However, upon the Government's review of the Price Quotes for “reasonableness,” and finding that any other competing Quotes are considered technically equivalent, Price may become of primary importance in determining the Quote that is the "best value" to the Government.

Id. (Emphasis in original).  Finally, the RFQ provided that the agency could reject any quotation that was evaluated as non-compliant, found to be unrealistically high or low in price, or that reflected a failure to comprehend the nature of the work to be performed.  Id.

In response to the solicitation, the agency received three quotations, including those of the protester--the current incumbent contractor for these requirements--and BI.  The agency’s technical evaluators reviewed the quotations, identified various strengths and weaknesses, and assigned the following adjectival ratings:

 

STOP

BI

Offeror A

Technical

Outstanding

Good

Good

Past Performance

Strong Confidence

Strong Confidence

Strong Confidence

Price

$4,935,042

$2,821,127

$3,653,078


Agency Report (AR), exh. 30, Source Selection Decision Document, at 7.  The record shows that the contracting officer, acting as the source selection authority, reviewed the proposals after the technical evaluation and reduced STOP’s adjectival rating under the technical capability and approach factor from outstanding to good.  Id.  The contracting officer did not provide any detailed rationale for this reduction.  In addition, the contracting officer assigned all three firms a substantial confidence rating (as opposed to the “strong confidence” ratings assigned by the technical evaluators).  Id. at 16-22.  On the basis of these evaluation results, the agency made award to BI.  The contracting officer found that all three quotations essentially were technically equivalent, and that BI offered the best value to the government because of its low price.  Id. at 23-24.  After being advised of the agency’s source selection decision and requesting and receiving a debriefing, STOP filed the instant protest.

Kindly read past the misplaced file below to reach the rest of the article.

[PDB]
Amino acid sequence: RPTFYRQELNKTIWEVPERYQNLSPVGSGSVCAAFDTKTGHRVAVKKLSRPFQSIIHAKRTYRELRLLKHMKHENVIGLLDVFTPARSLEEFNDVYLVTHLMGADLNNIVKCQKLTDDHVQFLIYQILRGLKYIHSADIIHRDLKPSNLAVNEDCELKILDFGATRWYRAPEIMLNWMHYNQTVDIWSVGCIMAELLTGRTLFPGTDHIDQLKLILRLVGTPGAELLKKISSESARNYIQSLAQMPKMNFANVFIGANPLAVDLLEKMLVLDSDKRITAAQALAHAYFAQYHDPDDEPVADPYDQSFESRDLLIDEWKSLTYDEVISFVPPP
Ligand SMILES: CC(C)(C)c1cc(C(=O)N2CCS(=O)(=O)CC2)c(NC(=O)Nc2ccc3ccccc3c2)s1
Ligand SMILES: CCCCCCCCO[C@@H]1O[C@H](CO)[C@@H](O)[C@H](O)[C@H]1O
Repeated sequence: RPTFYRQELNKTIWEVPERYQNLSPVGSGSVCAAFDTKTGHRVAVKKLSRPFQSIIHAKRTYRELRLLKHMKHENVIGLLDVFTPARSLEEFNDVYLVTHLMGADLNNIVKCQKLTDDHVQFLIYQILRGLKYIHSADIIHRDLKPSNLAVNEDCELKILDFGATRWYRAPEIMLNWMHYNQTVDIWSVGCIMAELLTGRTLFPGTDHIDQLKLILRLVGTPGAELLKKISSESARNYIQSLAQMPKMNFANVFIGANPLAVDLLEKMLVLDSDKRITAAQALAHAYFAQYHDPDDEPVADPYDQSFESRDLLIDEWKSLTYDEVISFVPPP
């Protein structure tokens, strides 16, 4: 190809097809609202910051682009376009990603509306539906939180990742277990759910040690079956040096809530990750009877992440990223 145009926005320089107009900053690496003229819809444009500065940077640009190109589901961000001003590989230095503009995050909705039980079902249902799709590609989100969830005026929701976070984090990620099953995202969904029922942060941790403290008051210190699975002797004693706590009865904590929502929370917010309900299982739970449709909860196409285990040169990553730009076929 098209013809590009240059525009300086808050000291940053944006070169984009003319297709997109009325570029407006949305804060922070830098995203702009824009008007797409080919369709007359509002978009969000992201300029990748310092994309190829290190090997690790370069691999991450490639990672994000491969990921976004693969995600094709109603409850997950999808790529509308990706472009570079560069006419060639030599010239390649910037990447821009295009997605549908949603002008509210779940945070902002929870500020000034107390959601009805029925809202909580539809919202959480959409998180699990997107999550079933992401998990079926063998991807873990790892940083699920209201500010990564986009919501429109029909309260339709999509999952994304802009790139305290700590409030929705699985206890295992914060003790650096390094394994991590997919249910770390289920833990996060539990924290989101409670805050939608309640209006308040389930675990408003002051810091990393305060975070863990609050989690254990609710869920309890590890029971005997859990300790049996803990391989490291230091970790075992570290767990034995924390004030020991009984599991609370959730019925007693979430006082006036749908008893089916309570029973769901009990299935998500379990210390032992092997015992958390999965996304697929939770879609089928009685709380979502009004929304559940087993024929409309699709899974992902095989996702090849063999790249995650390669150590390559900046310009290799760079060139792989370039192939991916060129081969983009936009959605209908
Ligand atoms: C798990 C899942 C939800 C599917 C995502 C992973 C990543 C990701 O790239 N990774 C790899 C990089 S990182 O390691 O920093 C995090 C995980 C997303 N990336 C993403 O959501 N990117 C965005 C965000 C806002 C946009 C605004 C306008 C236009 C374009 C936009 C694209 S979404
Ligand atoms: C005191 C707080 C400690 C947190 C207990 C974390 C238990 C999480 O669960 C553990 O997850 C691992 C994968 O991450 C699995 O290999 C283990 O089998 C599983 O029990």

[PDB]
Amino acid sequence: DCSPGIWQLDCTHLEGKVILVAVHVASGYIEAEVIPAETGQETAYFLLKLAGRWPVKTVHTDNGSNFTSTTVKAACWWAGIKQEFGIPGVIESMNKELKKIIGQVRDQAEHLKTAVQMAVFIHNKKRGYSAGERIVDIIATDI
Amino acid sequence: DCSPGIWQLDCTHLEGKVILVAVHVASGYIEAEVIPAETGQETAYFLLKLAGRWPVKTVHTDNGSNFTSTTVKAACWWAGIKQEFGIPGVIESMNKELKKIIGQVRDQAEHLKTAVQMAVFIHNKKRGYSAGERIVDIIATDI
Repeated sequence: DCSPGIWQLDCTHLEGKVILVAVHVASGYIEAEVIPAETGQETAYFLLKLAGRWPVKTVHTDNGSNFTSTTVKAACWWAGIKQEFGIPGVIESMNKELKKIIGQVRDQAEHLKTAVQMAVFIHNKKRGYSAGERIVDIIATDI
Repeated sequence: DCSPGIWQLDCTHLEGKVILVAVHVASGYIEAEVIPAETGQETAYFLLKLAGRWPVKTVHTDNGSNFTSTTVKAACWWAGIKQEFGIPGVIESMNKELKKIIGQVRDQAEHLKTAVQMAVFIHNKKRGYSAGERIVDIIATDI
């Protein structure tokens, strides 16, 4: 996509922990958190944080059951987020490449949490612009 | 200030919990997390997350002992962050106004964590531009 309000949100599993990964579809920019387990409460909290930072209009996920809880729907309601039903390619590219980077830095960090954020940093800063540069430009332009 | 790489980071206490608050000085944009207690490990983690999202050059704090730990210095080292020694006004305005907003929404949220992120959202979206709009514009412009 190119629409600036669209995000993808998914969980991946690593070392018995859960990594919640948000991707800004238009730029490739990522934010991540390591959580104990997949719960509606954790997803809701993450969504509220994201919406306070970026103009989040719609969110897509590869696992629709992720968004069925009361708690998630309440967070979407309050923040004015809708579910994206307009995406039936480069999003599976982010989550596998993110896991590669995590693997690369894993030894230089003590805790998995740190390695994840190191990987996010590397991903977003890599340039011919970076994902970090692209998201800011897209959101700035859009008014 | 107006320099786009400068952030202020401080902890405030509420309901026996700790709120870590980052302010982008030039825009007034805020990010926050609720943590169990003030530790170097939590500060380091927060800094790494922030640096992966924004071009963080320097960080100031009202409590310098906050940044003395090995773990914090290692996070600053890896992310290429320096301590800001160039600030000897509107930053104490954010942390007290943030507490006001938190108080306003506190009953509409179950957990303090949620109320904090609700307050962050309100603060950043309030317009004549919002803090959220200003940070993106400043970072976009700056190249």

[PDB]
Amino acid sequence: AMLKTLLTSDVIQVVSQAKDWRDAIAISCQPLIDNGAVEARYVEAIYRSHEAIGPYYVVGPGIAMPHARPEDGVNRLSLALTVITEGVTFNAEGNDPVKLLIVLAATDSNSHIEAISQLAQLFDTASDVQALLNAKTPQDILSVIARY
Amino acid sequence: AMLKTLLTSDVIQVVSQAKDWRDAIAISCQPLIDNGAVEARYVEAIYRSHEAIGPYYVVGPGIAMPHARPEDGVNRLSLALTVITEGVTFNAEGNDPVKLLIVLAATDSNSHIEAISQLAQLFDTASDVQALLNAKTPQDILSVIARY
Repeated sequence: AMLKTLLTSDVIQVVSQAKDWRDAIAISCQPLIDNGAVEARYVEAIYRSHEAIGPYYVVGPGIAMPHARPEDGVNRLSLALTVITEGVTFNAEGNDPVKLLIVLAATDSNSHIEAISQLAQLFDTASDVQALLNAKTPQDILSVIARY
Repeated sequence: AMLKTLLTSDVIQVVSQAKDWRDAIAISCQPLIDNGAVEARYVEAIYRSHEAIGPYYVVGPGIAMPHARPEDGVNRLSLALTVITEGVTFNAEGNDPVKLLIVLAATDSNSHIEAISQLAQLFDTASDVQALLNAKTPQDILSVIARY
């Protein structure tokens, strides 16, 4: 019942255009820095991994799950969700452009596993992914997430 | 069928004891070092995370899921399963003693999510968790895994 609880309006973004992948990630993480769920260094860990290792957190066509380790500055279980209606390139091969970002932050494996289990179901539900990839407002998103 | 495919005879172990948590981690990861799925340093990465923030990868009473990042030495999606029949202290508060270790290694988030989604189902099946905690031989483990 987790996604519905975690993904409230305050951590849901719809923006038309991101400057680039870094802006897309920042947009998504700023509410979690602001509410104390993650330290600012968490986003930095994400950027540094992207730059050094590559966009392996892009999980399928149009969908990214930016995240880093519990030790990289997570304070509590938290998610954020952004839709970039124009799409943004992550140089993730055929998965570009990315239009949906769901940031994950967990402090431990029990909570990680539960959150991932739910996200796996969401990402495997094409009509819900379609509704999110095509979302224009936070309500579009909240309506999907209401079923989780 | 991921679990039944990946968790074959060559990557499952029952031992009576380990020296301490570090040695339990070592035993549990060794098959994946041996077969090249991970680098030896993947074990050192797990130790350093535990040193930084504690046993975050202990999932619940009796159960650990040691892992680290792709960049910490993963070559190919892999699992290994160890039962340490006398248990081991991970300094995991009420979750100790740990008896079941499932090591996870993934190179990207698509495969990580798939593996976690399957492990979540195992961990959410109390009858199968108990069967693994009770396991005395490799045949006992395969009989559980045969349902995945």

PROTEST

STOP’s initial protest challenged the agency’s evaluation and source selection decision for a number of reasons.  In response, the agency filed a request for summary dismissal arguing, among other things, that the protester was not an interested party because it had an unmitigable organizational conflict of interest (OCI).  According to the agency, because of this alleged OCI, STOP could not be awarded a contract under the subject solicitation, and as a result, was not an interested party to maintain its protest.

In response to the agency’s request, STOP argued that it did not have an OCI, but that the facts presented by the agency demonstrated that an agency employee who participated extensively in CSOSA’s acquisition activities had a conflict that should have required her recusal from participation in any acquisition-related activities.  The individual in question is a former STOP employee that STOP describes as an individual who could have been a disgruntled former employee with “an axe to grind.”  Supplemental Protest at 7.  STOP maintains that, because this individual was not recused from the procurement, the agency should terminate the task order awarded to BI, cancel its RFQ and begin its procurement anew.  For the reasons discussed in detail below, we agree with the protester.[2]